Plato's Ideas of an Inefficient Democracy

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Plato's Ideas of an Inefficient Democracy

Plato's Republic describes precisely how he feels about society and what the true meaning of justice is within that society. Plato feels that a city can only function if each of pieces does its part and nothing else. He also thinks that a perfect society should run on a distinct social scale. This scale descends in the order from the philosopher kings to the guardians to the craftspeople. His ideal society would be run in the form of an aristocracy where the philosopher kings use the guardians to ultimately rule the lowly craftspeople. He deems that justice fits nicely into an aristocratic community. Plato does not believe, however, that a democratic society is beneficial or even has the possibility of being prosperous because of its setup.

Plato thinks that along with being a highly ineffective form of government, democracy also stems from another governmental status that is just as terrible. He believes that a money-focused, oligarchic society can eventually form into a democracy without warning. He says that the richest men within the society will lend money with high interest rates and encourage the borrowers to spend all of the money as quickly as possible. In this theory the debtors will go bankrupt and become enraged with the wealthy men and form a revolt to kill all of them. Once this occurs the people will give equal rights to everyone in hopes that the vicious cycle doesn't take place again.

Plato basically makes a mockery of a democratic society while discussing the matter of politics in the Republic. He believes that a democracy is ruled by the general craftspeople of the community and is full of diversity. Due to the variety of people and aspects that mak...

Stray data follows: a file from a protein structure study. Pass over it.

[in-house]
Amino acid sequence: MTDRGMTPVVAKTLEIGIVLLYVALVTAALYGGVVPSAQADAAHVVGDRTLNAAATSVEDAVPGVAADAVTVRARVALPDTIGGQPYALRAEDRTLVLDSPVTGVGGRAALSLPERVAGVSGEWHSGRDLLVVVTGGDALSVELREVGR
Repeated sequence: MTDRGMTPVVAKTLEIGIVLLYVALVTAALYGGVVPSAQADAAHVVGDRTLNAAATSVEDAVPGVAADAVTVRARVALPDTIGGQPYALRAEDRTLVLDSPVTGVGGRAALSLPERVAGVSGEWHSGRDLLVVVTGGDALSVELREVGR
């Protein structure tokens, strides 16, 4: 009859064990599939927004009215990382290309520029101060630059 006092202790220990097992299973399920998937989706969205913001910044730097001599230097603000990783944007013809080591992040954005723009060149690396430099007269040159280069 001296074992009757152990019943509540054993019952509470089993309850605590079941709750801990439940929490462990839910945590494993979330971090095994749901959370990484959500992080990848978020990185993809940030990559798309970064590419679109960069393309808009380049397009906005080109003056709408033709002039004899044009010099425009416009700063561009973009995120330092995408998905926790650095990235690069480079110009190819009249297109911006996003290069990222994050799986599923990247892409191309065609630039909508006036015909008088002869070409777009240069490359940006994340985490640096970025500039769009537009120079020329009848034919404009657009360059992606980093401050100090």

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...a very set idea of a perfect, aristocratic society that in essence is supposed to benefit the entire community. He feels that only select individuals should have the chance to rule the State. What he doesn't consider though, is that the majority of the rulers in a democracy are qualified in ways that he doesn't actually acknowledge as legitimate. The leaders of democracies are confident and successful in the roles they play within their own specific societies. I think that Plato is mistaken by only comparing their ruling abilities to the standards in that of a tyranny. He bases most of his ideas only on a society that he knows and doesn't allow for variety or change in his thoughts. Much of his argument is repetitive and unresearched so I believe that without stronger opposition he would ultimately lose the battle in defending an aristocracy over a democracy.
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